HomeCat BehaviorhuntingCat Raking “Prey” with Back Feet is Play. True or False?


Cat Raking “Prey” with Back Feet is Play. True or False? — 3 Comments

  1. “Cats don’t usually, or hardly ever, rake genuine prey (living prey) with their hind claws before the kill.”

    Tell that to the thousands of animals that were gutted-alive and skinned-alive by stray cats on my lands. My driveways and woods used to be lined with the senseless writhing carnage from cat-attacks on a daily basis. Animals whose screeching drew me to them to help them. Only finding them beyond help, with their skins pulled up over their heads so the cat’s play-toy couldn’t even fight back, as a stray cat ran off its “play toy”. Then my having to stomp those poor suffering animals to death with my own foot to hush their agony and suffering.

    Have you ever felt and heard the sound of a small animal’s skull pop beneath your own foot to stop its suffering? Would you even begin to understand the strength-of-heart that you must muster in order to do that for a suffering animal?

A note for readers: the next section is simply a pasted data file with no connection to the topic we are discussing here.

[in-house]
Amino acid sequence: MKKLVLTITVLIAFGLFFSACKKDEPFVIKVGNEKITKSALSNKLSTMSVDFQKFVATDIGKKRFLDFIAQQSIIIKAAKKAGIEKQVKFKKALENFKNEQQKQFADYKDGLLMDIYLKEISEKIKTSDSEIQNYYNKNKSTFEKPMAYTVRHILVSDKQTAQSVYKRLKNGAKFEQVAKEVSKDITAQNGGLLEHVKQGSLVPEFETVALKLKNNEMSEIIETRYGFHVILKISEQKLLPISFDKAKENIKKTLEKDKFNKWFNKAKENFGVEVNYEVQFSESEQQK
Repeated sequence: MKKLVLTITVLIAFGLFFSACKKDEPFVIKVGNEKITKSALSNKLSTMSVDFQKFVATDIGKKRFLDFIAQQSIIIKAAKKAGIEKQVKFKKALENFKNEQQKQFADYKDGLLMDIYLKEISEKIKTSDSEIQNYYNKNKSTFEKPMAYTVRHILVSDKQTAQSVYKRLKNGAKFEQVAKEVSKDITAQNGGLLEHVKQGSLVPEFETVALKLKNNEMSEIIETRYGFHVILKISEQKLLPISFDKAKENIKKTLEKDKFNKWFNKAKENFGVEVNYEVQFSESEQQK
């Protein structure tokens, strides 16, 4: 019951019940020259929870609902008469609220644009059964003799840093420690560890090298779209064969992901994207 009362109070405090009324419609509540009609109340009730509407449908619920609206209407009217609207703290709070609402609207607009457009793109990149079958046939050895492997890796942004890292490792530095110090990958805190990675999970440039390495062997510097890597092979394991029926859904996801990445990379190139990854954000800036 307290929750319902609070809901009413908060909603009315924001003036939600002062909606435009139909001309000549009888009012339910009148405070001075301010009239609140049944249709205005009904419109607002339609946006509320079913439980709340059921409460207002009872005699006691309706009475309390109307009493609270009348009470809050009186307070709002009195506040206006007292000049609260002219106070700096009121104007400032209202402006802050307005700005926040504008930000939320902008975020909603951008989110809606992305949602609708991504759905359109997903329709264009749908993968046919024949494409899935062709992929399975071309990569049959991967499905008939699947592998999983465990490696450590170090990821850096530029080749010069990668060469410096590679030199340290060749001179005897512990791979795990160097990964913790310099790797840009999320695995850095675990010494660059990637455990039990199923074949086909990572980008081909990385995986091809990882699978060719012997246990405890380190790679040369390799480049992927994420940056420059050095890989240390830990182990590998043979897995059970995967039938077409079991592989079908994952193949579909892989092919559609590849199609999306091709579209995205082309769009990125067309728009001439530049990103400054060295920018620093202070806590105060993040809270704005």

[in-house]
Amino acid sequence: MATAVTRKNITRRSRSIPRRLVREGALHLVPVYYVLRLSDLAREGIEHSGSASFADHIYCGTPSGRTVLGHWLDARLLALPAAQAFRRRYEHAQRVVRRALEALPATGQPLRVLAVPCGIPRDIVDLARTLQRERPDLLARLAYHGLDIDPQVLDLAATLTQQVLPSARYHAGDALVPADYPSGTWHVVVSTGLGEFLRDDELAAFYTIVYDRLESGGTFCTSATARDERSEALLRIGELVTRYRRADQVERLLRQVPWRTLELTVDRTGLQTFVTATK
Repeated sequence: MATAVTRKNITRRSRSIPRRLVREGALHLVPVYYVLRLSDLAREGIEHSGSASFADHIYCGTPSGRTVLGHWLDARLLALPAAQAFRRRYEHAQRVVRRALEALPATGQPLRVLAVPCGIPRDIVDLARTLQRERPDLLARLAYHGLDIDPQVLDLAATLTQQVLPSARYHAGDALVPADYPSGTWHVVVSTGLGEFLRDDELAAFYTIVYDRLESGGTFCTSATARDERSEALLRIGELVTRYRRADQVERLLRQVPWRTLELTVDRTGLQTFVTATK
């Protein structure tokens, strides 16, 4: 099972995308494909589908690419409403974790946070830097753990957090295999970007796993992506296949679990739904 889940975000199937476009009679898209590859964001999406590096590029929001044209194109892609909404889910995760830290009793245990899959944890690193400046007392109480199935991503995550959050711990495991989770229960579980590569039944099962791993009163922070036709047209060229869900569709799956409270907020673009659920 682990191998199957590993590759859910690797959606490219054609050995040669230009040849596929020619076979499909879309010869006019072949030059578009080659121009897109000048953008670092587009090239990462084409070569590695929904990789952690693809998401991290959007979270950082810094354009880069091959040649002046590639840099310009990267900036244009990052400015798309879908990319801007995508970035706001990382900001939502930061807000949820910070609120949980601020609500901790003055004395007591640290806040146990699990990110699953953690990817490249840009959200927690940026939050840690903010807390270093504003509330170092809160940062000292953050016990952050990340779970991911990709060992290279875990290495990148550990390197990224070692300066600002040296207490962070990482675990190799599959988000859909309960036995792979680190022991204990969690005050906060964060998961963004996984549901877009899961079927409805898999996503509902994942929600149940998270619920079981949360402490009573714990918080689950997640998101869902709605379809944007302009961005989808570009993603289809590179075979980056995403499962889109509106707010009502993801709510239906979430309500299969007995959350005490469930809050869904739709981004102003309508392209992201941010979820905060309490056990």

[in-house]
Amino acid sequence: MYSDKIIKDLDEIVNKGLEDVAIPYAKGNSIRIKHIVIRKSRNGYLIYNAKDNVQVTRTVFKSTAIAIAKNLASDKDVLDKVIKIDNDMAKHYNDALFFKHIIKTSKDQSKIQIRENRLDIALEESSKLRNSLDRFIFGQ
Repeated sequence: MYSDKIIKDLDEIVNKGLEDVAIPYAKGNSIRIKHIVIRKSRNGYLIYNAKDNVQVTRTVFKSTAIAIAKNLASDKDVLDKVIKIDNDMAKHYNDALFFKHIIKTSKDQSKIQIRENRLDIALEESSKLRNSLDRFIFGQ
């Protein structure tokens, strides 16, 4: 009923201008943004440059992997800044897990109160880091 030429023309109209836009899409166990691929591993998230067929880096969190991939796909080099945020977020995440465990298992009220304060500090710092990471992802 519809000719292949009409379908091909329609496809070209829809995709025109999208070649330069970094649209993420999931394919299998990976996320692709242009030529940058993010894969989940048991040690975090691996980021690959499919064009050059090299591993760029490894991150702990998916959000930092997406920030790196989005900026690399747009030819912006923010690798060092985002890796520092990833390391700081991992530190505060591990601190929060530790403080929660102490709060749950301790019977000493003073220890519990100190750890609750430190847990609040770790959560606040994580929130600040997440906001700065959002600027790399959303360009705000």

You need to experience that, every day for 2 decades, just like I had to do. Maybe then you’ll “get it”. ALL of you most certainly deserve it, that’s for certain.

  2. I agree that, when we see the back claw rake, on a stuffed toy it is mostly play. But I, also, believe that this may be a practice in self-defense. In a cat fight, you may see some rolling on the ground. It appears that each wants to be on their side or back to have the advantage of using all fours.

    • I’ve always understood that when they rabbit-kick toys, that they’re practising fighting/defensive skills.

      I agree with Dee. In serious cat fights it’s more advantageous for them to be on their backs so that they have all four sets of claws and teeth at the ready. Often, they will end up lying on their sides, facing their opponent whilst attempting to rabbit-kick them in the belly. The belly flesh is very soft and vulnerable to serious injury. This might also explain why many cats are instinctively protective of their bellies.

      Merlin and Sophie enjoyed play fighting and she would always try to lay behind him so that should could rabbit-kick him in the back of the head!

      I would imagine using the rear claws as weapons could come in handy if they are attacked by a larger animal and may just buy them valuable seconds in which to make an escape.

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